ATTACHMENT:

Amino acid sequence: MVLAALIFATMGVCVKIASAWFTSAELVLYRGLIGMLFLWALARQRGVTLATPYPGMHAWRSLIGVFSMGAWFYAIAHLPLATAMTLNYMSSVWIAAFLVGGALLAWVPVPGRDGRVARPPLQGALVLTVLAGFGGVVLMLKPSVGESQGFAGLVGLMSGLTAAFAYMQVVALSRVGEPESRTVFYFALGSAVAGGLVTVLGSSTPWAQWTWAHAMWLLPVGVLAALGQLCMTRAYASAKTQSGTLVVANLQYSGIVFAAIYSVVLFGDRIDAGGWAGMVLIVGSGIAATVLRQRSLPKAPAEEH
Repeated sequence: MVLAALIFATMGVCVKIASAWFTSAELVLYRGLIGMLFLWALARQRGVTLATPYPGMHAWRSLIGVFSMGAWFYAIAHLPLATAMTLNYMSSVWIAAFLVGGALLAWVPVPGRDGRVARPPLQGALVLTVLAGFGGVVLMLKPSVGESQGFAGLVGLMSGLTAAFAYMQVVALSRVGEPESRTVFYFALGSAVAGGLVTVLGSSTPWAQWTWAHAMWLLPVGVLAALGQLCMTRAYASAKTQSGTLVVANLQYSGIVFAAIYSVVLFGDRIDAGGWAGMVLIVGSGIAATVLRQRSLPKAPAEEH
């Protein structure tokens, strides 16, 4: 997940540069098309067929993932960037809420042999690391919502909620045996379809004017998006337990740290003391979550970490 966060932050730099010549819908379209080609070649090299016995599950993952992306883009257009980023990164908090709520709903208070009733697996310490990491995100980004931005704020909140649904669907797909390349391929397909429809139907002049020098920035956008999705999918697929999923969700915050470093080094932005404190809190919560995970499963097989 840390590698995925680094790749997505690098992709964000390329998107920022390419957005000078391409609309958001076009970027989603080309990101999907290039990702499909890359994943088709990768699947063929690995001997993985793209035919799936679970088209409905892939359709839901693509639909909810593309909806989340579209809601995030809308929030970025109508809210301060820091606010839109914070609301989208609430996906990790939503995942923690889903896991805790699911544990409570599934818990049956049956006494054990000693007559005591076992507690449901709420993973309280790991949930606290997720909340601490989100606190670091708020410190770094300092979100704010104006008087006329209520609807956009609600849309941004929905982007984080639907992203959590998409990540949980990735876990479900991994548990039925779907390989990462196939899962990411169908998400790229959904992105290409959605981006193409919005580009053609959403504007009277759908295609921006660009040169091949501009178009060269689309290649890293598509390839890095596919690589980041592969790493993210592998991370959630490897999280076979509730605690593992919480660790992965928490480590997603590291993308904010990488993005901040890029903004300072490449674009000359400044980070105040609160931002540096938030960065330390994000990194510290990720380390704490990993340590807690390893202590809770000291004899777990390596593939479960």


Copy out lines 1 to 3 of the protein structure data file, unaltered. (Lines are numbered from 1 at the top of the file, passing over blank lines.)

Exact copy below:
Amino acid sequence: MVLAALIFATMGVCVKIASAWFTSAELVLYRGLIGMLFLWALARQRGVTLATPYPGMHAWRSLIGVFSMGAWFYAIAHLPLATAMTLNYMSSVWIAAFLVGGALLAWVPVPGRDGRVARPPLQGALVLTVLAGFGGVVLMLKPSVGESQGFAGLVGLMSGLTAAFAYMQVVALSRVGEPESRTVFYFALGSAVAGGLVTVLGSSTPWAQWTWAHAMWLLPVGVLAALGQLCMTRAYASAKTQSGTLVVANLQYSGIVFAAIYSVVLFGDRIDAGGWAGMVLIVGSGIAATVLRQRSLPKAPAEEH
Repeated sequence: MVLAALIFATMGVCVKIASAWFTSAELVLYRGLIGMLFLWALARQRGVTLATPYPGMHAWRSLIGVFSMGAWFYAIAHLPLATAMTLNYMSSVWIAAFLVGGALLAWVPVPGRDGRVARPPLQGALVLTVLAGFGGVVLMLKPSVGESQGFAGLVGLMSGLTAAFAYMQVVALSRVGEPESRTVFYFALGSAVAGGLVTVLGSSTPWAQWTWAHAMWLLPVGVLAALGQLCMTRAYASAKTQSGTLVVANLQYSGIVFAAIYSVVLFGDRIDAGGWAGMVLIVGSGIAATVLRQRSLPKAPAEEH
């Protein structure tokens, strides 16, 4: 997940540069098309067929993932960037809420042999690391919502909620045996379809004017998006337990740290003391979550970490 966060932050730099010549819908379209080609070649090299016995599950993952992306883009257009980023990164908090709520709903208070009733697996310490990491995100980004931005704020909140649904669907797909390349391929397909429809139907002049020098920035956008999705999918697929999923969700915050470093080094932005404190809190919560995970499963097989 840390590698995925680094790749997505690098992709964000390329998107920022390419957005000078391409609309958001076009970027989603080309990101999907290039990702499909890359994943088709990768699947063929690995001997993985793209035919799936679970088209409905892939359709839901693509639909909810593309909806989340579209809601995030809308929030970025109508809210301060820091606010839109914070609301989208609430996906990790939503995942923690889903896991805790699911544990409570599934818990049956049956006494054990000693007559005591076992507690449901709420993973309280790991949930606290997720909340601490989100606190670091708020410190770094300092979100704010104006008087006329209520609807956009609600849309941004929905982007984080639907992203959590998409990540949980990735876990479900991994548990039925779907390989990462196939899962990411169908998400790229959904992105290409959605981006193409919005580009053609959403504007009277759908295609921006660009040169091949501009178009060269689309290649890293598509390839890095596919690589980041592969790493993210592998991370959630490897999280076979509730605690593992919480660790992965928490480590997603590291993308904010990488993005901040890029903004300072490449674009000359400044980070105040609160931002540096938030960065330390994000990194510290990720380390704490990993340590807690390893202590809770000291004899777990390596593939479960």